In the 1950’s, the American Heart Association – with the best of intentions – set about to decrease heart disease.  The prevailing ‘wisdom’ at the time was from Dr. Ancel Keys – a nutritional epidemiologist at the University of Minnesota – who published ‘The Seven Countries Study’.

In the study, Keys concluded that an elevated serum cholesterol was associated with heart disease. And, that diets high in animal fat promote heart disease. The Federal Government decided to adopt these guidelines and we were told to lower our fat intake in order to prevent heart disease.
Truly, a commendable recommendation.  But, if you cut out fat – what do you replace it with?  If you are now eating less animal protein – then, it has to be carbohydrates (remember the macrobiotic diet)?

macrobiotic diet

And, when you look at the caloric model of weight maintenance – eating carbs makes sense – fewer calories per gram, and so we would become a much healthier society.

Yet, we didn’t.  And, it turned out that Ancel Keys did the one major ‘no-no’ in science – he cherry-picked the data.

So, we ate more and more carbs – and, in the 1980’s, major food companies were all too happy to provide us low-fat (or no-fat) snacks which we gleefully ate (Snackwells (1984)? Potato chips made with Olestra – WOW Chips (1998)?). Yet – our combined belt sizes continued to increase. Sure, some of it could be attributed to a more sedentary lifestyle – it was certainly not all of it.   The chart below shows the ‘obesity rates’ over time for adults.  Obesity rates are generally ½ the rates of the overweight population – it does not tell a good story, especially when you look at the projections…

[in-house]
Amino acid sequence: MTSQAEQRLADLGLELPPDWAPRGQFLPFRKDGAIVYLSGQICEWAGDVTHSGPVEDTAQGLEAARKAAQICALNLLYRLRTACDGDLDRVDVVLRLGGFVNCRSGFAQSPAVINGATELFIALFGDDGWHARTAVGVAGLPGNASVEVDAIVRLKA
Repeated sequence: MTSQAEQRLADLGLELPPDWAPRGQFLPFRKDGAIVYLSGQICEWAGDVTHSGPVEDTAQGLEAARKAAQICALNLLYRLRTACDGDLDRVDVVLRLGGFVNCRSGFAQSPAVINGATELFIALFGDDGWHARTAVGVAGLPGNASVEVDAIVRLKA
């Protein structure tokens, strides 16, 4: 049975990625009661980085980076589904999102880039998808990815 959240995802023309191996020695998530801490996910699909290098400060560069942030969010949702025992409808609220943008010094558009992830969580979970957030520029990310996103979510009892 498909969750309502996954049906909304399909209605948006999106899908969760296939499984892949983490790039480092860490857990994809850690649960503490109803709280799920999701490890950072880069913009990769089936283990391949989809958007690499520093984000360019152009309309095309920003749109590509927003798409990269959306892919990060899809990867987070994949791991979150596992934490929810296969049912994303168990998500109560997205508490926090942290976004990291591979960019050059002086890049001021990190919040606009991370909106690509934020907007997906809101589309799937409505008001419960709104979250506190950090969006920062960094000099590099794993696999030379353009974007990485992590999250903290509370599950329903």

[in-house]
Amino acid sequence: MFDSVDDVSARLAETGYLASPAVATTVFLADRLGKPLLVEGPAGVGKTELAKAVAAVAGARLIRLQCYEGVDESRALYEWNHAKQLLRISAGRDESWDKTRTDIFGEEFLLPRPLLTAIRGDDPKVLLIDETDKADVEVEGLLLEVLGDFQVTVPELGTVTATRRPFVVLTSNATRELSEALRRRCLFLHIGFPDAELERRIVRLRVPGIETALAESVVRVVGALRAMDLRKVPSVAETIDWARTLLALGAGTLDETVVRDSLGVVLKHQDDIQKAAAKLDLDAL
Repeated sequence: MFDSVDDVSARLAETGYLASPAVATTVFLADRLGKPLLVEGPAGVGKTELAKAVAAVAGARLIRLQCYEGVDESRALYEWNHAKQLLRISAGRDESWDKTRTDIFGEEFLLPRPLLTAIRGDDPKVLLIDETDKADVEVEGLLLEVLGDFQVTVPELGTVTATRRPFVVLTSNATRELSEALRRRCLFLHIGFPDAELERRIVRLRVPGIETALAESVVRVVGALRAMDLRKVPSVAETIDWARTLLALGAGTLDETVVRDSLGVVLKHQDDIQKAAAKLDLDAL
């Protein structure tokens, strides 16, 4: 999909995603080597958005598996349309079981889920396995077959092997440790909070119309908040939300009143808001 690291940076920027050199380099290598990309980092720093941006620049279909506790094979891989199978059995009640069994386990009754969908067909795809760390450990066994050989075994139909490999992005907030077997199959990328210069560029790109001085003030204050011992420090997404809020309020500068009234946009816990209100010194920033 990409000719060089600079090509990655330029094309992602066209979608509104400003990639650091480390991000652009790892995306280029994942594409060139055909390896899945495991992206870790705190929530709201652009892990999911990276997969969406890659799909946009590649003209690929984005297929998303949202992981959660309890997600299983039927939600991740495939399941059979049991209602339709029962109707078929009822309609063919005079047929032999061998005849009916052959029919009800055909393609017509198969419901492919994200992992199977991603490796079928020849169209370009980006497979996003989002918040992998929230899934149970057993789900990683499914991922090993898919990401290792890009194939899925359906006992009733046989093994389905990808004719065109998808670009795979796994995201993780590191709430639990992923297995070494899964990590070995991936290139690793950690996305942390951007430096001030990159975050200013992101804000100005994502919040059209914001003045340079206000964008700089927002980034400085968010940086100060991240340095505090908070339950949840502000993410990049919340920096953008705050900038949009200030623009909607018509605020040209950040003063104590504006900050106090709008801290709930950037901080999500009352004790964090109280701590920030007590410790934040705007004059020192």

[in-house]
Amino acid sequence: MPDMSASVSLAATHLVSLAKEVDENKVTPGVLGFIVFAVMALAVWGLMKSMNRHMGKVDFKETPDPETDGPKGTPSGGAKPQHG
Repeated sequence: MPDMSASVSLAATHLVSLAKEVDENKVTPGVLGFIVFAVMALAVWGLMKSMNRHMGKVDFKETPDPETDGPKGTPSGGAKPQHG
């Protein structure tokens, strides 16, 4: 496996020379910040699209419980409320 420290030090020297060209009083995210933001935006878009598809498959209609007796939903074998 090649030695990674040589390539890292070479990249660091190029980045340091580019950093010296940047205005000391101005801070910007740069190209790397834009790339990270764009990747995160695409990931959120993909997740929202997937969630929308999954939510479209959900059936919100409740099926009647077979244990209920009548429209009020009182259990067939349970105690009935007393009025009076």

So, what is happening?

I think the one thing is that we were told what we needed to do – and, God bless us – we did. We increased our desire for carbs and thought that this was healthy. But, it bit us in the backside.

This is not how our ancestors lived.  Sure, your brain needs some glucose for optimal functioning.  But, your body can make that glucose (through ‘gluconeogenesis’).  As mentioned before, our bodies prefer to burn glucose quickly because too much glucose is toxic to our cells – so, our hero ‘insulin’ comes to the rescue.

Yet, too much insulin can cause ‘insulin resistance’ which means that your body needs to pump out more and more insulin to remove excess glucose from your blood into your cells. This stresses the pancreas and soon – it just gets tired and it can’t do it’s job anymore (hello diabetes).


And, because you continue to ‘feed the beast’ – you just ‘programmed’ your genes to crave more carbohydrates.


Your body can no longer access fat stores for energy (think of a petulant child).

But, can you reverse it? Yes you can.

Just remember – your body can manufacture the glucose it needs through the use of proteins and fats. But, you need to be more fat-adapted (moderate carb) and not overdoing the exercise (can I hear an Amen!)

Tomorrow – how do you become more fat adapted.


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